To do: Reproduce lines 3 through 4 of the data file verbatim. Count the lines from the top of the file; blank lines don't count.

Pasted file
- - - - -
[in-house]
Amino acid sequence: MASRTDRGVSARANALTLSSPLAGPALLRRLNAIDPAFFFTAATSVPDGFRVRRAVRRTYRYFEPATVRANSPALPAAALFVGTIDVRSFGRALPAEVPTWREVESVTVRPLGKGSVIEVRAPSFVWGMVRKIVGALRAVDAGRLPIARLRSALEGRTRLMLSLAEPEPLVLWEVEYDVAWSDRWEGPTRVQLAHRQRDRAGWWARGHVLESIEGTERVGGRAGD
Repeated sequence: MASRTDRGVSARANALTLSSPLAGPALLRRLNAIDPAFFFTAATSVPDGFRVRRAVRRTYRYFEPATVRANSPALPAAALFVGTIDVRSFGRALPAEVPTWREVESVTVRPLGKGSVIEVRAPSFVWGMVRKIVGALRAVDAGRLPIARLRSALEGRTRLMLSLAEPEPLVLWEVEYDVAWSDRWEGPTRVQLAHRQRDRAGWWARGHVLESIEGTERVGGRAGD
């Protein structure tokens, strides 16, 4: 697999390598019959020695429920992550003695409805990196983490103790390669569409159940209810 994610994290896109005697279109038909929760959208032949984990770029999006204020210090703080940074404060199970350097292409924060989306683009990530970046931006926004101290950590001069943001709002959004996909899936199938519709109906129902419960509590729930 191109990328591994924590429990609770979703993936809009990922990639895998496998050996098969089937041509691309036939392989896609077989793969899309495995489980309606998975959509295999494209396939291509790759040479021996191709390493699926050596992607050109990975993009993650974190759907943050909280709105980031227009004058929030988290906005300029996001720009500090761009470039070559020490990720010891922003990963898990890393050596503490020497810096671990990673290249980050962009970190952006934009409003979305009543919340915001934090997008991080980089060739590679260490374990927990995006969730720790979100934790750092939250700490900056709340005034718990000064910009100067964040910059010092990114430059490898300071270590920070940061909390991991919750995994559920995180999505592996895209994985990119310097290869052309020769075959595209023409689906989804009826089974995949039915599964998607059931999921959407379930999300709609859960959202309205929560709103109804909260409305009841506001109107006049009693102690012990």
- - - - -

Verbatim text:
Repeated sequence: MASRTDRGVSARANALTLSSPLAGPALLRRLNAIDPAFFFTAATSVPDGFRVRRAVRRTYRYFEPATVRANSPALPAAALFVGTIDVRSFGRALPAEVPTWREVESVTVRPLGKGSVIEVRAPSFVWGMVRKIVGALRAVDAGRLPIARLRSALEGRTRLMLSLAEPEPLVLWEVEYDVAWSDRWEGPTRVQLAHRQRDRAGWWARGHVLESIEGTERVGGRAGD
């Protein structure tokens, strides 16, 4: 697999390598019959020695429920992550003695409805990196983490103790390669569409159940209810 994610994290896109005697279109038909929760959208032949984990770029999006204020210090703080940074404060199970350097292409924060989306683009990530970046931006926004101290950590001069943001709002959004996909899936199938519709109906129902419960509590729930 191109990328591994924590429990609770979703993936809009990922990639895998496998050996098969089937041509691309036939392989896609077989793969899309495995489980309606998975959509295999494209396939291509790759040479021996191709390493699926050596992607050109990975993009993650974190759907943050909280709105980031227009004058929030988290906005300029996001720009500090761009470039070559020490990720010891922003990963898990890393050596503490020497810096671990990673290249980050962009970190952006934009409003979305009543919340915001934090997008991080980089060739590679260490374990927990995006969730720790979100934790750092939250700490900056709340005034718990000064910009100067964040910059010092990114430059490898300071270590920070940061909390991991919750995994559920995180999505592996895209994985990119310097290869052309020769075959595209023409689906989804009826089974995949039915599964998607059931999921959407379930999300709609859960959202309205929560709103109804909260409305009841506001109107006049009693102690012990």